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and 140 New York State Reporter the walk was to be first-class. The agreed price was 18 cents per square foot. It is also undisputed that when completed it was not first-class, was a poor walk, did not harden properly, and several weeks after completion was still soft and easily broken, and did not fulfill the agreement under which it was constructed; and the defendant refused to pay for the same. The plaintiff testified that he offered to put on a new top dressing, and was forbidden to do so by the defendant, which is denied by the defendant; and the weight of evidence on that point seems to be with the defendant. The evidence also shows conclusivly that the walk could not be made first-class even by a new top dressing, and the condition of this walk was in no way the fault of the defendant, who was paying per square foot for a first-class walk more than a firstclass walk could be built for as shown by the evidence. The contract not having been fulfilled by the plaintiff on his part, the defendant was justified in refusing to pay for the same.

The appellant has called attention to errors committed on the trial. I have examined the evidence very carefully, and find none, either in the exclusion or admission of testimony, which require a reversal of the judgment. To justify the reversal of the justice's judgment, the error should be apparent. Southard v. Becker, 15 Misc. Rep. 436, 37 N. Y. Supp. 927; Merris v. Hunt, 71 Hun, 483, 24 N. Y. Supp. 976.

It is also urged on the part of the appellant that there is no evidence to sustain the judgment of $12; that it should have been for more, or nothing. Evidence was offered as to the value of the materials, the excavating and labor, and what it would cost to put on a new top dressing, etc.; also evidence that the walk was worth nothing, and that the real estate was worth less by reason of the walk as it was constructed. The evidence was conflicting, and on it the jury might well have found for the defendant; but, taking the whole evidence into consideration, they rendered a verdict in favor of the plaintiff for $12, and I see no good reason for disturbing their verdict. Where the evidence is conflicting, the appellate court cannot reverse the judgment. Clark v. Daniels, 29 App. Div. 600, 51 N. Y. Supp. 177; Ludlum v. Couch, 10 App. Div. 603, 42 N. Y. Supp. 370; Burnham v. Butler, 31 N. Y. 481.

The justice rendered two judgments-one in favor of the plaintiff for $12 and $1.40 costs, being costs to date of offer, and one in favor of the defendant for $8.60, being the costs of defendant after the offer. He should have deducted the defendant's costs after offer from the judgment of the plaintiff, and entered only a single judgment. Code Civ. Proc. § 2892; Southard v. Becker, 15 Misc. Rep. 436, 37 N. Y. Supp. 927.

In that case the court well says:

"It certainly would seem that it was not intended to leave the defendant with a simple claim against the plaintiff for the costs which accrued subsequent to the offer. It certainly is the object of all litigation to as nearly as possible by a judgment determine the exact rights of the parties and have the judgment as simple as possible, and in a matter involving only a money obligation, when each litigant has a money judgment against the other, seems to be far from a simple determination of their rights. * . It seems to me that the ends of justice will be furthered in this case by the entry of a single judgment."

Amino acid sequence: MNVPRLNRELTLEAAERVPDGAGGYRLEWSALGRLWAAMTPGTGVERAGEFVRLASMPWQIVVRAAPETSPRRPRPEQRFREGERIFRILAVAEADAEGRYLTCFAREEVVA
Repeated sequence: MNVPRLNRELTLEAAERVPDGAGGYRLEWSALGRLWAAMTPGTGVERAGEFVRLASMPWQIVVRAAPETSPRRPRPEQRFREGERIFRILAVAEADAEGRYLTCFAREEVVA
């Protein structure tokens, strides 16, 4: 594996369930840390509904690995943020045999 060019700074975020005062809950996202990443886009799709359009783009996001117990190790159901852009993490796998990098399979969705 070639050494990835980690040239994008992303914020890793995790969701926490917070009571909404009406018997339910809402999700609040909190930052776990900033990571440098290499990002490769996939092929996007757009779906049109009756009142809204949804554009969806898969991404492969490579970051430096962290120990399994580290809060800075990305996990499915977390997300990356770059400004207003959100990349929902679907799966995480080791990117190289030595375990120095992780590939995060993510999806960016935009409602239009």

There is also another reason why there should be but a single judgment, and that is that, should either party desire to appeal from the judgment, there would be no question in regard to the amount of costs required to be paid to perfect the appeal. Section 3047 of the Code of Civil Procedure requires the appellant to pay “the costs of the action included in the judgment,” indicating but a single judgment to appeal from. It was urged by the respondent herein that the appellant had failed to perfect his appeal by not paying all of the costs. If the judgment had been properly entered, as indicated above, there would have been no uncertainty in that respect; and, the appellant having paid the $1.40 included in the judgment, the appeal was properly perfected.

I think the judgment against the plaintiff for $8.60 should be reversed, and the judgment against the defendant as to the balance, $4.80, should be affirmed; but, for the same reasons set forth in Southard v. Becker, supra, such modification should be without costs to either party. Also see Code Civ. Proc. § 3066, subd. 5, as to costs where the judgment is affirmed in part.

Judgment in favor of the defendant reversed, and judgment in favor of plaintiff modified, and, as so modified, affirmed, without costs. Ordered accordingly.

(54 Misc. Rep. 459.)


(Court of General Sessions, New York County. May, 1907.) CRIMINAL LAW-CONVICTION-CORRECTION OF SENTENCE.

The court, after conviction, is without power to revoke a sentence law. fully imposed and partly executed for the purpose of imposing a heavier sentence.